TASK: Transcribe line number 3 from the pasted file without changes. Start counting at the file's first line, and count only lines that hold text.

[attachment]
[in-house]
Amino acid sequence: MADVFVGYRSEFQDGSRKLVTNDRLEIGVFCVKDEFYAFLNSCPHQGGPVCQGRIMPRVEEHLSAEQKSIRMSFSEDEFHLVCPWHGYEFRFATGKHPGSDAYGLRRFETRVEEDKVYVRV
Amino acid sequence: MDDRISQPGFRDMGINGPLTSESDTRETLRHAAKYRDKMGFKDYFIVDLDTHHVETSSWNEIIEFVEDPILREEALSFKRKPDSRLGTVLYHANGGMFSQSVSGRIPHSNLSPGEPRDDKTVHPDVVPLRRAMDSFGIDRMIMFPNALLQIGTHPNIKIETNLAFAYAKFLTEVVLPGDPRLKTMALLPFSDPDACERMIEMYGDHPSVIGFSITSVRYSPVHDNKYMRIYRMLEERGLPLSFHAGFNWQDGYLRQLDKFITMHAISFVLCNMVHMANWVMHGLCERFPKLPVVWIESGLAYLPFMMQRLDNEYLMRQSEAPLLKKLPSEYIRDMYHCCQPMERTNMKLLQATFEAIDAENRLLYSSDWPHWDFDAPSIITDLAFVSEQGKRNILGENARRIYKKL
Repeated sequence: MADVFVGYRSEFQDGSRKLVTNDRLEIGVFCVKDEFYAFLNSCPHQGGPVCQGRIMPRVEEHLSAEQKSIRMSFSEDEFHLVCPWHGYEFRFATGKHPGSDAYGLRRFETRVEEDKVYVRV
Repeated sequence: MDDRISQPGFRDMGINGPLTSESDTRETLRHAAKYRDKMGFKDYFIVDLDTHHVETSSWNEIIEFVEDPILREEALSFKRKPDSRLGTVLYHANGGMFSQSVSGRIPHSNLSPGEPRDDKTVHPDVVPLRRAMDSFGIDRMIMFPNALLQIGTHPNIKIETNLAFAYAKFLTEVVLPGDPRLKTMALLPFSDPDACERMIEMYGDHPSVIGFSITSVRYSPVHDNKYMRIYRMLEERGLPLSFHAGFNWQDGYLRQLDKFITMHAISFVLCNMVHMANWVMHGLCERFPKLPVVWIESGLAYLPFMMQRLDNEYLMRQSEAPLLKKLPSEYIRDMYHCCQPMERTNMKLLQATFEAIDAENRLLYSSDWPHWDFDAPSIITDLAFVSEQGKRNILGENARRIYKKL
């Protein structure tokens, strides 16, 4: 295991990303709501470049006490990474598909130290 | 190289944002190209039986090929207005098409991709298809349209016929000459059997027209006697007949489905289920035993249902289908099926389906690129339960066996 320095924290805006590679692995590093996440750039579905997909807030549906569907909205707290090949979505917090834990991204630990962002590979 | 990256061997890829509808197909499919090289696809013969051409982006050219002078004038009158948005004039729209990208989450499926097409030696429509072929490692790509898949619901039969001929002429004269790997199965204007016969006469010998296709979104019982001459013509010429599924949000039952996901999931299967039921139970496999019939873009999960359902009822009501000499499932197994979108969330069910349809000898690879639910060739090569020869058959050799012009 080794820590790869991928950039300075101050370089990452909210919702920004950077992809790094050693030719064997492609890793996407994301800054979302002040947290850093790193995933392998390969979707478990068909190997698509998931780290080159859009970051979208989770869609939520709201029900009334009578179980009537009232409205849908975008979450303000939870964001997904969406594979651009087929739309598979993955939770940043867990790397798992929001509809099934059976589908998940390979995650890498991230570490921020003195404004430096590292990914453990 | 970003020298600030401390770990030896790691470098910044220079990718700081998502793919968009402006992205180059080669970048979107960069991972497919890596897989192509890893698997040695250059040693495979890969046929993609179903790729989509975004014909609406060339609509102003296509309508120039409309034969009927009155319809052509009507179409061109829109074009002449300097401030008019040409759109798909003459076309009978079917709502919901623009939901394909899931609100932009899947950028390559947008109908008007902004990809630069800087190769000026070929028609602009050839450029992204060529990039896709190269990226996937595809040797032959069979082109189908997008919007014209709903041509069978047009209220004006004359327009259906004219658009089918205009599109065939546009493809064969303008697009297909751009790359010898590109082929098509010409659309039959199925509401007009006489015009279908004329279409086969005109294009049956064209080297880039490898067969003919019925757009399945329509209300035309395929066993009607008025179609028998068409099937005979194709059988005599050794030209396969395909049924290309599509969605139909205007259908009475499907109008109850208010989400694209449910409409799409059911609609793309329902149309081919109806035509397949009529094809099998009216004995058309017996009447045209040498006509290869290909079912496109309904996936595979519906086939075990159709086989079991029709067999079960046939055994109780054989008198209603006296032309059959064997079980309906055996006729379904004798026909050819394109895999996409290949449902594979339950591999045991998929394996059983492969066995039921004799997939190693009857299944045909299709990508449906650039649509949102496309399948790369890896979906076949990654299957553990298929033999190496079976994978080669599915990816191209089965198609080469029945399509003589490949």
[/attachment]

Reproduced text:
Amino acid sequence: MDDRISQPGFRDMGINGPLTSESDTRETLRHAAKYRDKMGFKDYFIVDLDTHHVETSSWNEIIEFVEDPILREEALSFKRKPDSRLGTVLYHANGGMFSQSVSGRIPHSNLSPGEPRDDKTVHPDVVPLRRAMDSFGIDRMIMFPNALLQIGTHPNIKIETNLAFAYAKFLTEVVLPGDPRLKTMALLPFSDPDACERMIEMYGDHPSVIGFSITSVRYSPVHDNKYMRIYRMLEERGLPLSFHAGFNWQDGYLRQLDKFITMHAISFVLCNMVHMANWVMHGLCERFPKLPVVWIESGLAYLPFMMQRLDNEYLMRQSEAPLLKKLPSEYIRDMYHCCQPMERTNMKLLQATFEAIDAENRLLYSSDWPHWDFDAPSIITDLAFVSEQGKRNILGENARRIYKKL